And above all else, drink in the moonrise over MY east line of oak trees while a grey fox yips, at least four species of frogs sing across the pond, a great-horned owl greets the stars, and a brown bat makes adorable swoops after the first tiny insects of the year.  Through the bone-deep fatigue, those long-missed melodies are indeed balm for a great many things. 

Sunset over our creek pasture

February 13, 2014

Winter Ridiculousness

My front yard right now
I lived in the Ohio River valley (Northern KY) from age 8 - 18.  So I learned to drive on snow and ice.  Mostly ice.  It's not rocket science.   But strange things can happen, so while our usual 1/2 of snow per year leaves me unperturbed, raining ice pellets & frozen sheets of slush with more snow on top makes the decision to stay in and work remotely an easy one. 

However.  I moved to North Carolina for a very specific reason.  My most hated task as a kid was shoveling snow and I would go to any lengths to avoid it.  I tried the whole Gulf coast thing, but discovered that was merely two years living in a flat, sweaty armpit from hell (aka Texas) and we lived out west when I was younger, so I knew I wanted to stay east of the Mississippi.  So I set my sights on the Carolina piedmont.  It has seasons, but winter is about 3 months of rain and cold wind in spurts (mostly January) with a week of 60 degree days in between.  It still makes me crabby by February, but hey, that's when spring starts!

Today there is over 3" of snow on the ground, coated in a layer of ice, quickly being covered by another layer of snow.  It is not only past noon, but it has been here SINCE YESTERDAY.  I want my money back.

I'd love to go visit the horses, but after watching the ice pellets fall for over an hour and the curtain of fat flakes out the window now, the thought of the bundling and driving and hiking and then driving again and thawing and unbundling, all without having some oblivious nut run into My Precious...cost-benefit ratio = negative.  If we were all at the farm?  Absolutely, I'd march out the back door and at least take some pictures despite my deep hatred of the white devil.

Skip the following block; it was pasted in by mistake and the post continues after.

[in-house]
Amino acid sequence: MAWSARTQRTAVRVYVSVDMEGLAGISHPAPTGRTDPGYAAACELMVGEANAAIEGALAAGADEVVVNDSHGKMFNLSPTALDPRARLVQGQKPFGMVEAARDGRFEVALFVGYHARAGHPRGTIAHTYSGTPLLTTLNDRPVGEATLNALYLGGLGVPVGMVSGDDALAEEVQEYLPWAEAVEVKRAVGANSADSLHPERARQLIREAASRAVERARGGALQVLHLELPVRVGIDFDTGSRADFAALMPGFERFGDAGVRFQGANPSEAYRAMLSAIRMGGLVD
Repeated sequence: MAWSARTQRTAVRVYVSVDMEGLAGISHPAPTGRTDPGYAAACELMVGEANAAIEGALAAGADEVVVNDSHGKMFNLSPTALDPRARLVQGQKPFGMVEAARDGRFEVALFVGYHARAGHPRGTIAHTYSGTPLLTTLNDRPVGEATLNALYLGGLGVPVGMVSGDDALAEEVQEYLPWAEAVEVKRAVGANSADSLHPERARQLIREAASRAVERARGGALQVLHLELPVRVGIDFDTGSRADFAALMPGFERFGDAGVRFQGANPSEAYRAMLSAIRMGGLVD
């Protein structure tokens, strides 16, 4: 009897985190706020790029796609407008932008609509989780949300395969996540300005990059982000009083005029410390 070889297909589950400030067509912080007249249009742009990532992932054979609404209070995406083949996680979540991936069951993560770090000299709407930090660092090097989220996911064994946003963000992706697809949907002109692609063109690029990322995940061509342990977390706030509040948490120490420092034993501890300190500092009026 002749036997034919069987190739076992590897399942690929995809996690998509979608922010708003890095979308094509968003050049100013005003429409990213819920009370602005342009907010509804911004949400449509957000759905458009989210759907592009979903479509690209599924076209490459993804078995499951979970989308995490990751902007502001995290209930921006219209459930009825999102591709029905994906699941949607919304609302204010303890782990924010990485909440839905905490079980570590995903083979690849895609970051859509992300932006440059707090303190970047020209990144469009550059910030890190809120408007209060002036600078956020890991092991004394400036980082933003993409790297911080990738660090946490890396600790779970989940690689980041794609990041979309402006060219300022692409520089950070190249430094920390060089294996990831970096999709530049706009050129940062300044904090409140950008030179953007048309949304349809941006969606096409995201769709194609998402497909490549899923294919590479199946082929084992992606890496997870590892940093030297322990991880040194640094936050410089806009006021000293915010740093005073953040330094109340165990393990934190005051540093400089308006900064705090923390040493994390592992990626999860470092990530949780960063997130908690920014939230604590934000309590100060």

So I'll just keep tying up loose ends of the statewide fisheries conference I have to run next week, I've only been working on it, oh, since last August.  And in the meantime, I will let you enjoy the wonderful video I found yesterday of Swaps, the astonishingly tough and fast 1955 Ky Derby winner who was the great-great-grandsire of Encore's dam and the darling of the recently closed Hollywood Park (I wonder what they did with his statue?).  In July of 1955, he was Sports Illustrated's cover boy and the 1956 Horse of the Year

I see the spitting image of Encore in him in the beginning as he walks off the train with his big eyes and bright star -- right down to the surfer bangs!



PS:  It's STILL SNOWING.  I hate being cold.  I hate things that get in the way of my outdoor activities.  I hate snow related sports.  I hate ice.  JUST.  GO.  AWAY.   Because I just hate winter.  In case you wondered.

January 4, 2014

A Little Video Of Solo And I Playing Bareback In The Winter



I didn't feel like getting the tack out so, I just looped the lead rope around and hopped on.  Sorry, I was so excited about the new indoor I finally completed at the new farm, I forgot my helmet!




HAHAHAHHA!

In all seriousness, though, Satchmo is and always will be an amazing horse and his partnership with Isabell has that rare quality which surpasses talent and skill and training and resides in the realm of heart and magic.  Enjoy.